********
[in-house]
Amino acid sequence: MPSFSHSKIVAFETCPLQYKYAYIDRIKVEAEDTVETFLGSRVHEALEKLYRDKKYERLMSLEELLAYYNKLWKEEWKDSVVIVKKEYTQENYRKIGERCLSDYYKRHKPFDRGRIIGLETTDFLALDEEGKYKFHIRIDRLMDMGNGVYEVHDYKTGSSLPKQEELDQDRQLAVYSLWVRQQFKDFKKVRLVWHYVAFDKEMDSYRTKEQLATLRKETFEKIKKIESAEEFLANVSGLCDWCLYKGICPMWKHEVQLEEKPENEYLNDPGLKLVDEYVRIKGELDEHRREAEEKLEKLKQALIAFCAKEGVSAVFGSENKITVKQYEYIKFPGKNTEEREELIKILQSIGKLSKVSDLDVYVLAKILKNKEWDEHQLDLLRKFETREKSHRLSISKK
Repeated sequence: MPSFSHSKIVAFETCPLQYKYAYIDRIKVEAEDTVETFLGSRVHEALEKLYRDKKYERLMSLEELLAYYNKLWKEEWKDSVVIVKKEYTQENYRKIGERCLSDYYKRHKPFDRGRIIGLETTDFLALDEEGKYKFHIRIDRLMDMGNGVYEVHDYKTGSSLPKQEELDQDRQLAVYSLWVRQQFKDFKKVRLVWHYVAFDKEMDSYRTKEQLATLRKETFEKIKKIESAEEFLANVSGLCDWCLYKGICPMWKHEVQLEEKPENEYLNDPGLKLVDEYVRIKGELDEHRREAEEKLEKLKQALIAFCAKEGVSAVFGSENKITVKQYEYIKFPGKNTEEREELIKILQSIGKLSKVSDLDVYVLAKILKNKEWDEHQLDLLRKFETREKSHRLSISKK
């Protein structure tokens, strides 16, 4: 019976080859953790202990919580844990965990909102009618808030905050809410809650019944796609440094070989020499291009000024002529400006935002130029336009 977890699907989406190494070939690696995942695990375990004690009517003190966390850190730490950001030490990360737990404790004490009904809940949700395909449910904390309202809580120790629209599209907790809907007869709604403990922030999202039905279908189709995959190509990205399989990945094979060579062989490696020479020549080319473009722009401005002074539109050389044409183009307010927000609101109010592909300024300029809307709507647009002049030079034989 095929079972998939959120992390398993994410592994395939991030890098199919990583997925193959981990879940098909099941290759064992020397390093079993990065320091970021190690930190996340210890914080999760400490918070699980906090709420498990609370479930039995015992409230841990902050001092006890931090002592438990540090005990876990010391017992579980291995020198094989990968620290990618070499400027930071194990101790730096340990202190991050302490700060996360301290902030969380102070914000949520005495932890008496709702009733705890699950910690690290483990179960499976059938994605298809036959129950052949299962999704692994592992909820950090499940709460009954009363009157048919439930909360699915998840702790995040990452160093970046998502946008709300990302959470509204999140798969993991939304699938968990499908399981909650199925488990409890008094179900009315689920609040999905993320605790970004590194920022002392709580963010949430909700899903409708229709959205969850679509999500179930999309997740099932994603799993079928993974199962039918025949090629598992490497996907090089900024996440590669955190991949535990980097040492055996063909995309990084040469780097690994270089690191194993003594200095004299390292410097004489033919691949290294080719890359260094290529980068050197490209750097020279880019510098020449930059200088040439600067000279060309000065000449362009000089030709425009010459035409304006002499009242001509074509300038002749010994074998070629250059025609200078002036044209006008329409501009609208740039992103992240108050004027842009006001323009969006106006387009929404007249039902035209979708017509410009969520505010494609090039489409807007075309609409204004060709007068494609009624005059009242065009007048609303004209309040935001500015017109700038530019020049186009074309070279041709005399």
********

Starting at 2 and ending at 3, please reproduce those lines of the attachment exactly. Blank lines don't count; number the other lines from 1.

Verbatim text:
Amino acid sequence: MPSFSHSKIVAFETCPLQYKYAYIDRIKVEAEDTVETFLGSRVHEALEKLYRDKKYERLMSLEELLAYYNKLWKEEWKDSVVIVKKEYTQENYRKIGERCLSDYYKRHKPFDRGRIIGLETTDFLALDEEGKYKFHIRIDRLMDMGNGVYEVHDYKTGSSLPKQEELDQDRQLAVYSLWVRQQFKDFKKVRLVWHYVAFDKEMDSYRTKEQLATLRKETFEKIKKIESAEEFLANVSGLCDWCLYKGICPMWKHEVQLEEKPENEYLNDPGLKLVDEYVRIKGELDEHRREAEEKLEKLKQALIAFCAKEGVSAVFGSENKITVKQYEYIKFPGKNTEEREELIKILQSIGKLSKVSDLDVYVLAKILKNKEWDEHQLDLLRKFETREKSHRLSISKK
Repeated sequence: MPSFSHSKIVAFETCPLQYKYAYIDRIKVEAEDTVETFLGSRVHEALEKLYRDKKYERLMSLEELLAYYNKLWKEEWKDSVVIVKKEYTQENYRKIGERCLSDYYKRHKPFDRGRIIGLETTDFLALDEEGKYKFHIRIDRLMDMGNGVYEVHDYKTGSSLPKQEELDQDRQLAVYSLWVRQQFKDFKKVRLVWHYVAFDKEMDSYRTKEQLATLRKETFEKIKKIESAEEFLANVSGLCDWCLYKGICPMWKHEVQLEEKPENEYLNDPGLKLVDEYVRIKGELDEHRREAEEKLEKLKQALIAFCAKEGVSAVFGSENKITVKQYEYIKFPGKNTEEREELIKILQSIGKLSKVSDLDVYVLAKILKNKEWDEHQLDLLRKFETREKSHRLSISKK